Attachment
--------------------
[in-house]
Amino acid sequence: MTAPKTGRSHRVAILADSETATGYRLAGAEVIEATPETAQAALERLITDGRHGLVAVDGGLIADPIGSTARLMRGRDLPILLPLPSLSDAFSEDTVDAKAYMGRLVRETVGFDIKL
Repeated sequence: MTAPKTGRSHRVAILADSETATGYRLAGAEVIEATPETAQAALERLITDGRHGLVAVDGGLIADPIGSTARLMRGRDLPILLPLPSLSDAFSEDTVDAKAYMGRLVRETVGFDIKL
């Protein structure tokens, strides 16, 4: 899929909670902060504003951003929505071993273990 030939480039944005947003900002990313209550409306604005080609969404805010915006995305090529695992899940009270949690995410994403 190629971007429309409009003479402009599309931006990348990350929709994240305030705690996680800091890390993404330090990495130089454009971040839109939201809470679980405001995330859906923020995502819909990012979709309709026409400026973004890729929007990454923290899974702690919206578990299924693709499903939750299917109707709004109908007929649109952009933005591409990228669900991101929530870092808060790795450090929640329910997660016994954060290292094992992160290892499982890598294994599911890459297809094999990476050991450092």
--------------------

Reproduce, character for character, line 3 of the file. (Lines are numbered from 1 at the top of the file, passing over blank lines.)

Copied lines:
Repeated sequence: MTAPKTGRSHRVAILADSETATGYRLAGAEVIEATPETAQAALERLITDGRHGLVAVDGGLIADPIGSTARLMRGRDLPILLPLPSLSDAFSEDTVDAKAYMGRLVRETVGFDIKL